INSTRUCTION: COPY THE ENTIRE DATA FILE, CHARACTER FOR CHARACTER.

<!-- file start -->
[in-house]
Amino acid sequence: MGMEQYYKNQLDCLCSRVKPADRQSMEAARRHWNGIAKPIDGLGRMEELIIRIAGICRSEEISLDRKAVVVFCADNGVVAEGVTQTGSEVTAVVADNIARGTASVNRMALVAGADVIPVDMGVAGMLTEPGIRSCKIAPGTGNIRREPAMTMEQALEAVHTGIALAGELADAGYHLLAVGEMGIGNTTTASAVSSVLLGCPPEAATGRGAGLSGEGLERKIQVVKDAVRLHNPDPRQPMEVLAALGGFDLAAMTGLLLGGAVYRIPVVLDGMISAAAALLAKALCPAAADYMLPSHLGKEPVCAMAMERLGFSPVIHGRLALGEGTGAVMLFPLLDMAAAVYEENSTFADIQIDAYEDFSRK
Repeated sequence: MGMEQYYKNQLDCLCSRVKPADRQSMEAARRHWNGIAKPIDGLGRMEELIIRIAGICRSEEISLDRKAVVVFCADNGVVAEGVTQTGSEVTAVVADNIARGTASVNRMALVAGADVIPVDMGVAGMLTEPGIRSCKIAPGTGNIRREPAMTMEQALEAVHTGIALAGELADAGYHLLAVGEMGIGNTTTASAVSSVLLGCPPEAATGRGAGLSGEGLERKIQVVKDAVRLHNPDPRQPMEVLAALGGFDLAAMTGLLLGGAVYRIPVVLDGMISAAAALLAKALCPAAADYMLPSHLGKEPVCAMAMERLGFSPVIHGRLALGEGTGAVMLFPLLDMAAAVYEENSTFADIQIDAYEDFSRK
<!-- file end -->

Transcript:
[in-house]
Amino acid sequence: MGMEQYYKNQLDCLCSRVKPADRQSMEAARRHWNGIAKPIDGLGRMEELIIRIAGICRSEEISLDRKAVVVFCADNGVVAEGVTQTGSEVTAVVADNIARGTASVNRMALVAGADVIPVDMGVAGMLTEPGIRSCKIAPGTGNIRREPAMTMEQALEAVHTGIALAGELADAGYHLLAVGEMGIGNTTTASAVSSVLLGCPPEAATGRGAGLSGEGLERKIQVVKDAVRLHNPDPRQPMEVLAALGGFDLAAMTGLLLGGAVYRIPVVLDGMISAAAALLAKALCPAAADYMLPSHLGKEPVCAMAMERLGFSPVIHGRLALGEGTGAVMLFPLLDMAAAVYEENSTFADIQIDAYEDFSRK
Repeated sequence: MGMEQYYKNQLDCLCSRVKPADRQSMEAARRHWNGIAKPIDGLGRMEELIIRIAGICRSEEISLDRKAVVVFCADNGVVAEGVTQTGSEVTAVVADNIARGTASVNRMALVAGADVIPVDMGVAGMLTEPGIRSCKIAPGTGNIRREPAMTMEQALEAVHTGIALAGELADAGYHLLAVGEMGIGNTTTASAVSSVLLGCPPEAATGRGAGLSGEGLERKIQVVKDAVRLHNPDPRQPMEVLAALGGFDLAAMTGLLLGGAVYRIPVVLDGMISAAAALLAKALCPAAADYMLPSHLGKEPVCAMAMERLGFSPVIHGRLALGEGTGAVMLFPLLDMAAAVYEENSTFADIQIDAYEDFSRK